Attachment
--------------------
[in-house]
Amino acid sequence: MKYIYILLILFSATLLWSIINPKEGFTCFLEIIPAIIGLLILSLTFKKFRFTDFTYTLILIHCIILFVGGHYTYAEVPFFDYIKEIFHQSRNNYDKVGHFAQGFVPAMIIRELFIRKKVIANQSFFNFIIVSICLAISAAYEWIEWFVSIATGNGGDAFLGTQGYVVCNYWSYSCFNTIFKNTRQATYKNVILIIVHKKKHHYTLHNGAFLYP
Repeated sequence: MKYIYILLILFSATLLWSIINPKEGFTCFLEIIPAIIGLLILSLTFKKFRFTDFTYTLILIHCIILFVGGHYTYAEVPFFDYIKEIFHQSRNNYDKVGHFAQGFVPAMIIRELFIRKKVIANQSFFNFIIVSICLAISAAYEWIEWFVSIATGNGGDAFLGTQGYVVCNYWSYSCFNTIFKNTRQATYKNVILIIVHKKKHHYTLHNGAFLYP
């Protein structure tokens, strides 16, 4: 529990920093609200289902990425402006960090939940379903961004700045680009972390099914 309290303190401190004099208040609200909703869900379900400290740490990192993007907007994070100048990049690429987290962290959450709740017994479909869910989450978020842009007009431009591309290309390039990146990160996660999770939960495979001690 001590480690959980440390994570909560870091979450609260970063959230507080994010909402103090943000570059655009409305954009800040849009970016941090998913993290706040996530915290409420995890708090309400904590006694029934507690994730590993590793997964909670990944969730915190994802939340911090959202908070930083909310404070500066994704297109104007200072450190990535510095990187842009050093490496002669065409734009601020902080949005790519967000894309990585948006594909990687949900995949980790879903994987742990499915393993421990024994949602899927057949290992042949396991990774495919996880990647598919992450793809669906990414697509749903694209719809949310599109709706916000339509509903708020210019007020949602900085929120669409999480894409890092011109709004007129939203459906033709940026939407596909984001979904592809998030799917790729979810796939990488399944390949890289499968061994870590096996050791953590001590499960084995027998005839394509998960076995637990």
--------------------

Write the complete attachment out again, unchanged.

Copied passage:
[in-house]
Amino acid sequence: MKYIYILLILFSATLLWSIINPKEGFTCFLEIIPAIIGLLILSLTFKKFRFTDFTYTLILIHCIILFVGGHYTYAEVPFFDYIKEIFHQSRNNYDKVGHFAQGFVPAMIIRELFIRKKVIANQSFFNFIIVSICLAISAAYEWIEWFVSIATGNGGDAFLGTQGYVVCNYWSYSCFNTIFKNTRQATYKNVILIIVHKKKHHYTLHNGAFLYP
Repeated sequence: MKYIYILLILFSATLLWSIINPKEGFTCFLEIIPAIIGLLILSLTFKKFRFTDFTYTLILIHCIILFVGGHYTYAEVPFFDYIKEIFHQSRNNYDKVGHFAQGFVPAMIIRELFIRKKVIANQSFFNFIIVSICLAISAAYEWIEWFVSIATGNGGDAFLGTQGYVVCNYWSYSCFNTIFKNTRQATYKNVILIIVHKKKHHYTLHNGAFLYP
């Protein structure tokens, strides 16, 4: 529990920093609200289902990425402006960090939940379903961004700045680009972390099914 309290303190401190004099208040609200909703869900379900400290740490990192993007907007994070100048990049690429987290962290959450709740017994479909869910989450978020842009007009431009591309290309390039990146990160996660999770939960495979001690 001590480690959980440390994570909560870091979450609260970063959230507080994010909402103090943000570059655009409305954009800040849009970016941090998913993290706040996530915290409420995890708090309400904590006694029934507690994730590993590793997964909670990944969730915190994802939340911090959202908070930083909310404070500066994704297109104007200072450190990535510095990187842009050093490496002669065409734009601020902080949005790519967000894309990585948006594909990687949900995949980790879903994987742990499915393993421990024994949602899927057949290992042949396991990774495919996880990647598919992450793809669906990414697509749903694209719809949310599109709706916000339509509903708020210019007020949602900085929120669409999480894409890092011109709004007129939203459906033709940026939407596909984001979904592809998030799917790729979810796939990488399944390949890289499968061994870590096996050791953590001590499960084995027998005839394509998960076995637990």